Doctor insights on:
What Is Proximal Afib
Blockage: It means there is a blood clot in the radial artery and it has been there for a while. Generally doesn't need treatment if you're not having any hand pain or non-healing wounds of the fingers. If you do, then a bypass may be required. More importantly is the cause of the clot in the first place. You should have a workup for clot that may have traveled from elsewhere or a clotting disorder. See pcp. ...Read more
Misnomer: Some people use these interchangeably, but they're not really the same thing. Permanent AF describes a condition where the doctor and patient have agreed not to pursue reestablishment of normal rhythm. Chronic AF is sometimes used to describe the above, but sometimes is used to describe someone who's had AF for a long time (even if they're in and out of AF). ...Read moreSee 1 more doctor answer
Latin: Atrium is latin for a welcoming or reception room which leads to other rooms - which is exactly what the cardiac atrium is. (it "welcomes" the blood returning from the lungs into the left atrium or the whole body into the right atrium, collects it, and ushers it into the ventricles.). ...Read more
Yes: When the main blood vessels originate from the wrong ventricles, you have transposition. The original treatment was mixing the blood before the ventricles, then switching the atrial flow, and finally, the arterial switch procedure. The last is the long term cure. ...Read more
Hypokinesis: We describe the motion of the heart walls in terms descriptive of the motion and the location. Basal septum being described as hypokinetic in the absence of any other areas of wall motion abnormality is difficult to interpret. It could suggest real abnormality or just be a phenomenon of view angle and not really be a big deal. Best to discuss with the reader of the study ...Read more
What does total radial artery occlusion mean.Checked pulse of my radial artery and there is none. What does this mean. Ultrasound says ulnar is supply?
OK well I just: Answered your first question and your new one reflects what i stated and i see that you were told you have a ulnar dependent system, this usually means that with respect to your hand circulation, absence of a radial artery will not greatl y affect your hand except for a nerve injury that occurs at the same time that the incidence of cold intolerance is increased for the afftected fingers. ...Read more
Is there any differences between atrial flutter paroximal & Atrial flutter persistent? what is it?
YES: PAROXYSMAL OCCURS SPORADICALLY. PERSISTENT OCCURS CONTINUALLYGet a more detailed answer ›
Radial artery: Occlusion may or may not be symptomatic depending upon the level ie wrist, forearm level, the collateral circulation ie other avenues for blood flow, the pattern of the baseline circulation to the hand and fingers as some have a radial artery that never contributed much to the hand ie an ulnar dominant pattern and if the thrombosis itself is causing symptoms via alternative nerve pathways. ...Read more
Depends: Atrial fibrillation is a very common arrhythmia, often unclear in origin, but usually due to enlarged upper heart chambers (atria). High blood pressure, heart valve problems, heart failure, hyperthyroidism, coronary disease, alcohol, or even spontaneous in normal people. Some drop in energy may be noted, but one can live normally with it. Blood thinners to minimize strokes important if persists. ...Read moreSee 2 more doctor answers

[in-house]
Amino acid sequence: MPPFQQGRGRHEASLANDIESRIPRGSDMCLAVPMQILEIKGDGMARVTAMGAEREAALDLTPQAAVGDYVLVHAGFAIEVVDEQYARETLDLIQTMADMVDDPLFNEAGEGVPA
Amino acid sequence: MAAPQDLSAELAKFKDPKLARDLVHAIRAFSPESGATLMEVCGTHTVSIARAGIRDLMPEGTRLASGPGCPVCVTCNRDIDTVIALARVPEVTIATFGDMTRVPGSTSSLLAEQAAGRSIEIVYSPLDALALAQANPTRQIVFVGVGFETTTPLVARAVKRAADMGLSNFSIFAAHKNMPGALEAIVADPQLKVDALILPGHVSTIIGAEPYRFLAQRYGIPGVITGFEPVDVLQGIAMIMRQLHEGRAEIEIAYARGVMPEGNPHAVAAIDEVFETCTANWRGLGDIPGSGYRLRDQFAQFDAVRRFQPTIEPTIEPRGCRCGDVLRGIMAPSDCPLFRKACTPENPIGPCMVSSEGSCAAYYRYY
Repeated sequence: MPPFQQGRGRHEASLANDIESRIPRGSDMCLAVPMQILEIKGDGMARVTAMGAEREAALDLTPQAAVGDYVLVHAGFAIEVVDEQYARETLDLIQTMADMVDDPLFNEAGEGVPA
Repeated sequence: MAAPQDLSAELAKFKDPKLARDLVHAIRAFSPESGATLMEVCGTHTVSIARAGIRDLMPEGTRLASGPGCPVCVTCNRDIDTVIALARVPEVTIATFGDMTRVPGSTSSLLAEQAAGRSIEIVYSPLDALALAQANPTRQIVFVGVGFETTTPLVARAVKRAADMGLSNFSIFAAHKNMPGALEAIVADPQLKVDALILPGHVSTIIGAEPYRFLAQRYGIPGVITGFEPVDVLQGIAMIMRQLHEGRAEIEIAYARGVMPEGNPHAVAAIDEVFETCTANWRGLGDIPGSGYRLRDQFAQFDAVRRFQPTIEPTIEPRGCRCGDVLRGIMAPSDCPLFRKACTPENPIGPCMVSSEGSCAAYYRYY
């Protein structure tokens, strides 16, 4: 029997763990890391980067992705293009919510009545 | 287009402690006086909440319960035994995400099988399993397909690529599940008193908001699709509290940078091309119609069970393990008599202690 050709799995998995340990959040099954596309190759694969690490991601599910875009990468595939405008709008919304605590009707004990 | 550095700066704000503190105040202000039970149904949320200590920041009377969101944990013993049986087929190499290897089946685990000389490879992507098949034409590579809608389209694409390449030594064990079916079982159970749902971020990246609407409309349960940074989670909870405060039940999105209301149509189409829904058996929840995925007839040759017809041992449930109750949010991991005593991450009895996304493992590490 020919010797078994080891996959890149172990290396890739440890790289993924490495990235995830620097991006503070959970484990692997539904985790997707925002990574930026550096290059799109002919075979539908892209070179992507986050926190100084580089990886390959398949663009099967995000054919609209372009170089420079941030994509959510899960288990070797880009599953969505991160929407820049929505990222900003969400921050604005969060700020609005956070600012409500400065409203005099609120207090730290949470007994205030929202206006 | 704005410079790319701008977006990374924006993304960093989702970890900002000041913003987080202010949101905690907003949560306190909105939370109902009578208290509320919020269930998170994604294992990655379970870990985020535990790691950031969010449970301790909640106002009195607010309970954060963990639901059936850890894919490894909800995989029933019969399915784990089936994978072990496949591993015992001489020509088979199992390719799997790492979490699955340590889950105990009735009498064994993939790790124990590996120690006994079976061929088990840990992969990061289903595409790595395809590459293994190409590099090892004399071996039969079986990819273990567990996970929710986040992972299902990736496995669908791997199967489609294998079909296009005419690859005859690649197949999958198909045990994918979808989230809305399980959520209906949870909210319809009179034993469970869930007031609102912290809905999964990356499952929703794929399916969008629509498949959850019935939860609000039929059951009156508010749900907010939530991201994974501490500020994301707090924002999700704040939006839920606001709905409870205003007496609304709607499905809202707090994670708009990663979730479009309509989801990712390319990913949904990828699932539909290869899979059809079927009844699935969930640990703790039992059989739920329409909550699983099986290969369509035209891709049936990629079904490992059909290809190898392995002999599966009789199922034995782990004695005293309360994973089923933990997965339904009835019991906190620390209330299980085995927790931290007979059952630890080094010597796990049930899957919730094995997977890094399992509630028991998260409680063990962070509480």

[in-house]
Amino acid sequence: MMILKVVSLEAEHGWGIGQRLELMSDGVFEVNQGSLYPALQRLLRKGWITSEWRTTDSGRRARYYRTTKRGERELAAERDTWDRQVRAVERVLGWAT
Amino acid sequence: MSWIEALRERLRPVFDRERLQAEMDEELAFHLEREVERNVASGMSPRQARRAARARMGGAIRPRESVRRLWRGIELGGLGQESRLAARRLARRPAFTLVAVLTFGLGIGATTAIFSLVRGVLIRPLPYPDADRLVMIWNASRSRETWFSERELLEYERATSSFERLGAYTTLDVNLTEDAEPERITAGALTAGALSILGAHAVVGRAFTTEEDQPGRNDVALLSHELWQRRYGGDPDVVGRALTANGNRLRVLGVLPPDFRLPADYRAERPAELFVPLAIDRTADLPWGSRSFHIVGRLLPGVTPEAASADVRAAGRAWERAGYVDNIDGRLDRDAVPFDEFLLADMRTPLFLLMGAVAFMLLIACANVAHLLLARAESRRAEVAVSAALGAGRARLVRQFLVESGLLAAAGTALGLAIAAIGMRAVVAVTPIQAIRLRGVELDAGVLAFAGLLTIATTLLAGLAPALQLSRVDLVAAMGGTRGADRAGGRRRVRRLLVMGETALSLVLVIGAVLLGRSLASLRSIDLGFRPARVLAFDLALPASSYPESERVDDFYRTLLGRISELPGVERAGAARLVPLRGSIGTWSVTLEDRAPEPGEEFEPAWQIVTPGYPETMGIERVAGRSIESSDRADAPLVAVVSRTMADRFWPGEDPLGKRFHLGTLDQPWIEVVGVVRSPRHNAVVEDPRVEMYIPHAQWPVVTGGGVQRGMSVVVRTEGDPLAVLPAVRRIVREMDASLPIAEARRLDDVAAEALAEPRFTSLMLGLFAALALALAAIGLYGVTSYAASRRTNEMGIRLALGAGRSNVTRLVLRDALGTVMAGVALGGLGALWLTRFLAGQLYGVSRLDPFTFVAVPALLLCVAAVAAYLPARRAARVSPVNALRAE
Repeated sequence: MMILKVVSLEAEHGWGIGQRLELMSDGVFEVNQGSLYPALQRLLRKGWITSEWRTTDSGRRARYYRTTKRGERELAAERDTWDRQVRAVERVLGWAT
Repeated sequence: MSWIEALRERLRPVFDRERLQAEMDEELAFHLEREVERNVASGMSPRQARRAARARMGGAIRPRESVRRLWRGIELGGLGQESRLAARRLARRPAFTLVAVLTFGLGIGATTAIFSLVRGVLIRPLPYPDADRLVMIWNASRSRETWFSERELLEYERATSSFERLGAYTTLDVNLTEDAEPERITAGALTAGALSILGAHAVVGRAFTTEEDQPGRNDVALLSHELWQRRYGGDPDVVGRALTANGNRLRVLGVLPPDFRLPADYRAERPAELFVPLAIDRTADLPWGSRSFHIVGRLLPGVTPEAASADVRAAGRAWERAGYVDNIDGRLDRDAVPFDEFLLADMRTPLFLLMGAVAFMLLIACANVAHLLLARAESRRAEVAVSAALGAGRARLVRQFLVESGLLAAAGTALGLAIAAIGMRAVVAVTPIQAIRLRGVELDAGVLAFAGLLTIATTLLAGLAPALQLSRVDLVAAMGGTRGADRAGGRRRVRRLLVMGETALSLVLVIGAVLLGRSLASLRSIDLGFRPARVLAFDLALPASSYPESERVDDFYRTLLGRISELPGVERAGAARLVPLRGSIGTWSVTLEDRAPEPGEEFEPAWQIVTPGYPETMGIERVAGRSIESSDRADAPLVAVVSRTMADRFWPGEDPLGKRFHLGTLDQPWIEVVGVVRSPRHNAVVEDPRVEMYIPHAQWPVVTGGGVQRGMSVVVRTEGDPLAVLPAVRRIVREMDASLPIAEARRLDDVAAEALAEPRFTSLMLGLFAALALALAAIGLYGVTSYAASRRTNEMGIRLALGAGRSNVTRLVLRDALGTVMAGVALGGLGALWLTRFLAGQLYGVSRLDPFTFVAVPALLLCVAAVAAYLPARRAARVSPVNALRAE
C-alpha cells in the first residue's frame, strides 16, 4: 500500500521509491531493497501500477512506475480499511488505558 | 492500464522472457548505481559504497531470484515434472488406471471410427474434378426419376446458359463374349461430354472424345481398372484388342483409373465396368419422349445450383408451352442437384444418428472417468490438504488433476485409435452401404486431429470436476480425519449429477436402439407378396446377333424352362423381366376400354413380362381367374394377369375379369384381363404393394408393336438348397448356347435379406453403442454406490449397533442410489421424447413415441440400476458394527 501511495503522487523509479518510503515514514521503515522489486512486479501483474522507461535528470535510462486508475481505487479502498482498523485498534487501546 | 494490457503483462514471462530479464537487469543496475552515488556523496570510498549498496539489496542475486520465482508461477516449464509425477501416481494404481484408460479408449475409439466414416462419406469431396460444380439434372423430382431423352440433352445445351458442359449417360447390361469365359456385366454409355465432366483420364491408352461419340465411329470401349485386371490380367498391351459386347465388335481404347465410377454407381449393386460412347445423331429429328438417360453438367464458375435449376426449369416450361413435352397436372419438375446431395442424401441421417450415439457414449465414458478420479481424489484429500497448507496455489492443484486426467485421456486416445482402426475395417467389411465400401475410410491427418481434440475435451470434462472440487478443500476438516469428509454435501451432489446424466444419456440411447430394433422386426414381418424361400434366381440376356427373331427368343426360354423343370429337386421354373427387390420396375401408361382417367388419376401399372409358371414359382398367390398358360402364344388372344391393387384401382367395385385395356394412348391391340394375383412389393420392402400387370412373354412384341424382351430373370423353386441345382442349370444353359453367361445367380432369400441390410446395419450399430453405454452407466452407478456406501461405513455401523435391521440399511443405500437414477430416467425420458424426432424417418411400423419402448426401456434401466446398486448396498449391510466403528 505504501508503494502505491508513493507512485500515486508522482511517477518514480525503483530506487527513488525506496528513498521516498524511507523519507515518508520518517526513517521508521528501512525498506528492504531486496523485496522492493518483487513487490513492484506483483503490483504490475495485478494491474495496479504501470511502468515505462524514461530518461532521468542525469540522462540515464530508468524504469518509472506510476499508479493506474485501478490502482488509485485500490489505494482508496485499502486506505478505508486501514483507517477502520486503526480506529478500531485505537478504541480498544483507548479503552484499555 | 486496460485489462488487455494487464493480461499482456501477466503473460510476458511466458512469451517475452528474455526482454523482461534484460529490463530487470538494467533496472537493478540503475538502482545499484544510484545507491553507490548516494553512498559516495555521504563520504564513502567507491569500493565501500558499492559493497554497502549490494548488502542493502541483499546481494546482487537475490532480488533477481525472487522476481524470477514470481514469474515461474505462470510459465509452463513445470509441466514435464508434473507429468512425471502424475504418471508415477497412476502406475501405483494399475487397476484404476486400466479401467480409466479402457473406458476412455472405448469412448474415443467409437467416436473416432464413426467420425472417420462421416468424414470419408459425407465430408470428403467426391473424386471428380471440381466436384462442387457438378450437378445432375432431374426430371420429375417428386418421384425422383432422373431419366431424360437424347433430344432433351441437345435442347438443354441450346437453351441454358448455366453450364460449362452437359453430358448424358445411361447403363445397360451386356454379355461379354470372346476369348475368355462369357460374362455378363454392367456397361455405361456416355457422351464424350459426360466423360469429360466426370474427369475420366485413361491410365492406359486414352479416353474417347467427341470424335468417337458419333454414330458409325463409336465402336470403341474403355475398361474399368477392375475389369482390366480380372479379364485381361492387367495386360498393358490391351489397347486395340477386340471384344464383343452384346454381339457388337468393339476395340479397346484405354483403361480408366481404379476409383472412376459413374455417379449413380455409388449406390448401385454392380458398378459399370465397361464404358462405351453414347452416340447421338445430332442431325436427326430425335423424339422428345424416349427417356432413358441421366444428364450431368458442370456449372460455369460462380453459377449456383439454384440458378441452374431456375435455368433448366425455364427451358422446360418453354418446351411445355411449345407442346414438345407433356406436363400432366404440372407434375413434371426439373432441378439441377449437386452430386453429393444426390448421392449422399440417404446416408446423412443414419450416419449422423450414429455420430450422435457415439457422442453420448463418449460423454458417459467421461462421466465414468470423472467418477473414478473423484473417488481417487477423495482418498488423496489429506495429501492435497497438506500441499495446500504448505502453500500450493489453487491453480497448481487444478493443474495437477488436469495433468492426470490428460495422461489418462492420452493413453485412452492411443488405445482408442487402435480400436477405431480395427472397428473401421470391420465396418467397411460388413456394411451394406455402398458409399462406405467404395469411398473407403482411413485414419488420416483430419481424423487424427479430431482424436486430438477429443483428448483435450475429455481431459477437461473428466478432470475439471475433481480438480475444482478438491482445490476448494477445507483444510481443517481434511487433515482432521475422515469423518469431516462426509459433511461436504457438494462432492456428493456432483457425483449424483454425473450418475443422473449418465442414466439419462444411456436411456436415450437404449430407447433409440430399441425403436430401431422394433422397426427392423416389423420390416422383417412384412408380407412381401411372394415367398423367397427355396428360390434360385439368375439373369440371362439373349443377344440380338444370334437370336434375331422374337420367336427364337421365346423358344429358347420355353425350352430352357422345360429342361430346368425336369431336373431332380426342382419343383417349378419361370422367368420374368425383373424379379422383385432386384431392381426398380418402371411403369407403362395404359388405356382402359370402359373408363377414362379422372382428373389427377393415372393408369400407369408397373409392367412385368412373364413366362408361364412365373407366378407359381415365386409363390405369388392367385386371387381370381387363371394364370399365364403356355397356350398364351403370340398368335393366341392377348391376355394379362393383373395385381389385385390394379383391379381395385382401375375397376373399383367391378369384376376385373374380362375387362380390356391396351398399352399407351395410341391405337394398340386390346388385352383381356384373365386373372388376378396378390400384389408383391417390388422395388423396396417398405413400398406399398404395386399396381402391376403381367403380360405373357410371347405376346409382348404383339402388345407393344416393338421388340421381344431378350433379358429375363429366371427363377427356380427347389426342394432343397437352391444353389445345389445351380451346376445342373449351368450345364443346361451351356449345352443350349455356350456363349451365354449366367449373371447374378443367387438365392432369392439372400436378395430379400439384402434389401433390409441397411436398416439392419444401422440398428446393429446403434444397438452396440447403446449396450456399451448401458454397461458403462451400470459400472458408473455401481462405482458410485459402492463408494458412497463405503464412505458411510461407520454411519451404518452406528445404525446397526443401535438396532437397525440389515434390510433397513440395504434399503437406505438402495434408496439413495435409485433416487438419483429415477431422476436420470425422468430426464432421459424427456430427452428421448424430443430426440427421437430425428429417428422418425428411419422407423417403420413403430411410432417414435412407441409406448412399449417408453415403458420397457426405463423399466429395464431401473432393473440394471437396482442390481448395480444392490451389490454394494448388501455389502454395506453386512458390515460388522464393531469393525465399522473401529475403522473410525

A 13 year old child has bradycardia. There is no obviousshunt. What is the best treatment for a coronary fistula collateral flow in main pulmonary artery, above thepulmonary valve?
What causes atrial fibrillation? Is stress the main cause of atrial fibrillation, and is it genetic?
Not Really: The main cause in ~90% of cases from young persons like you is extra heartbeats starting in structures called the pulmonary veins. Sometimes that's all it is; more often than not though, the top chambers (atria) also have dilation and scar tissue which helps sustain the fib once it starts. Only a small portion of afib is clearly known to be genetic. Stress triggers extra htbeats -?-> fib. ...Read moreSee 2 more doctor answers
Depends: Hypokinesis means abnormally low contraction and wall motion of the segment of the heart. The greater the number of left ventriculuar wall segments with hypokinesis, the worse the overall heart function is, and the greater the chance of developing heart failure and premature death. ...Read more
Depends on type: Young people are different than older ones. The disease is slowly progressive esp in the atherosclerotic variety usually in older patients. So, newer research suggests that observation is equivalent to aggressive intervenion in most cases due to similar outcomes. ...Read moreSee 2 more doctor answers
Depends... : Treatment of a flutter depends on the type of flutter (typical or atypical), whether it's the 1st episode, the age of the patient, the presence or absence of underlying heart disease, and patient's personal preferences (more medications vs. Procedural approach (ablation). Ablation is an excellent option for typical flutter. You should discuss this with your doctor or an electrophysiologist. ...Read moreSee 2 more doctor answers
Variable significanc: It depends on how large the fistulas are. A small coronary fistula can be without major effect. However, I have seen large coronary fistulas that require surgical or catheter repair. I suppose "bilateral" means both left and right coronary arteries have connections to either a coronary vein / atrium or other venous structure. ...Read more
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